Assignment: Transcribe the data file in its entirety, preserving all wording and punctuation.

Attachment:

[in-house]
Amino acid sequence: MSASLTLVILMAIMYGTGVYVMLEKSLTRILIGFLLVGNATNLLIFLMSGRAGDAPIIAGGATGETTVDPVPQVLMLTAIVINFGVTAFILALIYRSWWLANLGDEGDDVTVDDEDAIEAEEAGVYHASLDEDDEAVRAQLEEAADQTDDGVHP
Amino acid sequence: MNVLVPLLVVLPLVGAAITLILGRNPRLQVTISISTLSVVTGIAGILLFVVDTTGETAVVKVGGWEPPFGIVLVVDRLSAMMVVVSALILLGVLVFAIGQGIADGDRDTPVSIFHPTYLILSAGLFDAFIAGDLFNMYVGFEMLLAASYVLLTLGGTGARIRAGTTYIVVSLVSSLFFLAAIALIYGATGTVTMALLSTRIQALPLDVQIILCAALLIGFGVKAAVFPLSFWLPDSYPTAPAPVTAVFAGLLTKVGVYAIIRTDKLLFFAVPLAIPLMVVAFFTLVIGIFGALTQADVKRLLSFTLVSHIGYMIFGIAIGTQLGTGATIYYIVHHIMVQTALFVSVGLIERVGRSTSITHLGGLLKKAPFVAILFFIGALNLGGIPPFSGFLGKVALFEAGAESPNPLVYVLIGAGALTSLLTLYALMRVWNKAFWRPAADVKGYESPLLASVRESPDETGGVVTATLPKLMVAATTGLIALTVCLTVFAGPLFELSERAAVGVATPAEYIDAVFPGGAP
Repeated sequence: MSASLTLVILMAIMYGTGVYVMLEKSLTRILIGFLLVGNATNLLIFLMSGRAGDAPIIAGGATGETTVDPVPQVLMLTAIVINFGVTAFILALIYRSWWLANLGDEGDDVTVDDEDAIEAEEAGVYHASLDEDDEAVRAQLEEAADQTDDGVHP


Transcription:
[in-house]
Amino acid sequence: MSASLTLVILMAIMYGTGVYVMLEKSLTRILIGFLLVGNATNLLIFLMSGRAGDAPIIAGGATGETTVDPVPQVLMLTAIVINFGVTAFILALIYRSWWLANLGDEGDDVTVDDEDAIEAEEAGVYHASLDEDDEAVRAQLEEAADQTDDGVHP
Amino acid sequence: MNVLVPLLVVLPLVGAAITLILGRNPRLQVTISISTLSVVTGIAGILLFVVDTTGETAVVKVGGWEPPFGIVLVVDRLSAMMVVVSALILLGVLVFAIGQGIADGDRDTPVSIFHPTYLILSAGLFDAFIAGDLFNMYVGFEMLLAASYVLLTLGGTGARIRAGTTYIVVSLVSSLFFLAAIALIYGATGTVTMALLSTRIQALPLDVQIILCAALLIGFGVKAAVFPLSFWLPDSYPTAPAPVTAVFAGLLTKVGVYAIIRTDKLLFFAVPLAIPLMVVAFFTLVIGIFGALTQADVKRLLSFTLVSHIGYMIFGIAIGTQLGTGATIYYIVHHIMVQTALFVSVGLIERVGRSTSITHLGGLLKKAPFVAILFFIGALNLGGIPPFSGFLGKVALFEAGAESPNPLVYVLIGAGALTSLLTLYALMRVWNKAFWRPAADVKGYESPLLASVRESPDETGGVVTATLPKLMVAATTGLIALTVCLTVFAGPLFELSERAAVGVATPAEYIDAVFPGGAP
Repeated sequence: MSASLTLVILMAIMYGTGVYVMLEKSLTRILIGFLLVGNATNLLIFLMSGRAGDAPIIAGGATGETTVDPVPQVLMLTAIVINFGVTAFILALIYRSWWLANLGDEGDDVTVDDEDAIEAEEAGVYHASLDEDDEAVRAQLEEAADQTDDGVHP